File::CheckTree − run many filetest checks on a tree


    use File::CheckTree;
    $num_warnings = validate( q{
        /vmunix                 −e || die
        /boot                   −e || die
        /bin                    cd
            csh                 −ex
            csh                 !−ug
            sh                  −ex
            sh                  !−ug
        /usr                    −d || warn "What happened to $file?\n"


The validate() routine takes a single multiline string consisting of directives, each containing a filename plus a file test to try on it. (The file test may also be a "cd", causing subsequent relative filenames to be interpreted relative to that directory.) After the file test you may put "|| die" to make it a fatal error if the file test fails. The default is "|| warn". The file test may optionally have a "!’ prepended to test for the opposite condition. If you do a cd and then list some relative filenames, you may want to indent them slightly for readability. If you supply your own die() or warn() message, you can use $file to interpolate the filename.

Filetests may be bunched: "−rwx" tests for all of "−r", "−w", and "−x". Only the first failed test of the bunch will produce a warning.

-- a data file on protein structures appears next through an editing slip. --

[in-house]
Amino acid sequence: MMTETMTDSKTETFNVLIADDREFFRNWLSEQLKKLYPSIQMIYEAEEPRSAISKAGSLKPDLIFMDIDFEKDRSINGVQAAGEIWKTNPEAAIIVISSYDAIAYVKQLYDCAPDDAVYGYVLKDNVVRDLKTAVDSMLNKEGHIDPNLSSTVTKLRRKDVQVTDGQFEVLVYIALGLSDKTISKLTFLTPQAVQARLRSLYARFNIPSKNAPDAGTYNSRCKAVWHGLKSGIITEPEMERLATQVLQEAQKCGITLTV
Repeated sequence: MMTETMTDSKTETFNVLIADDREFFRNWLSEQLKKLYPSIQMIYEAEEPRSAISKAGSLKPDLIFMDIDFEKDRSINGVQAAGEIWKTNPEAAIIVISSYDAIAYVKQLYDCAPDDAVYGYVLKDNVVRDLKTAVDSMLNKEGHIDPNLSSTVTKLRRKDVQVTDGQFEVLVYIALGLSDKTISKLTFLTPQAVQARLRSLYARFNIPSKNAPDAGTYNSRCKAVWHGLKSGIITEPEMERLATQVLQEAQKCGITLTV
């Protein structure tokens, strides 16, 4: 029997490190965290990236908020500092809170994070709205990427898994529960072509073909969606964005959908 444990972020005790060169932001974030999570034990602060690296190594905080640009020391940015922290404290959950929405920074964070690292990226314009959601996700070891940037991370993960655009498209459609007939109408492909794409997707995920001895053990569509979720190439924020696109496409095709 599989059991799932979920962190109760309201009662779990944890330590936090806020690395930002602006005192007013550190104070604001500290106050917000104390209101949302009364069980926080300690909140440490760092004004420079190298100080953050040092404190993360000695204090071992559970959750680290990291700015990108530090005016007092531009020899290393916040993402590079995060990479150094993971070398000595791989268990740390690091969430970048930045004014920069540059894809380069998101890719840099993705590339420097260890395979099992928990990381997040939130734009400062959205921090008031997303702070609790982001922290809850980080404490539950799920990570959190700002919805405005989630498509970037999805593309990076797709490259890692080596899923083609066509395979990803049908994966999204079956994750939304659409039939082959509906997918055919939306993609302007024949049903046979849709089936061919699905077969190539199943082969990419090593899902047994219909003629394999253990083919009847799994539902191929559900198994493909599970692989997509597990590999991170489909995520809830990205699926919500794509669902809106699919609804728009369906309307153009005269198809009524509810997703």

The routine returns the number of warnings issued.


File::CheckTree was derived from lib/ which was written by Larry Wall. Revised by Paul Grassie <> in 2002.


File::CheckTree used to not display fatal error messages. It used to count only those warnings produced by a generic "|| warn" (and not those in which the user supplied the message). In addition, the validate() routine would leave the user program in whatever directory was last entered through the use of "cd" directives. These bugs were fixed during the development of perl 5.8. The first fixed version of File::CheckTree was 4.2.


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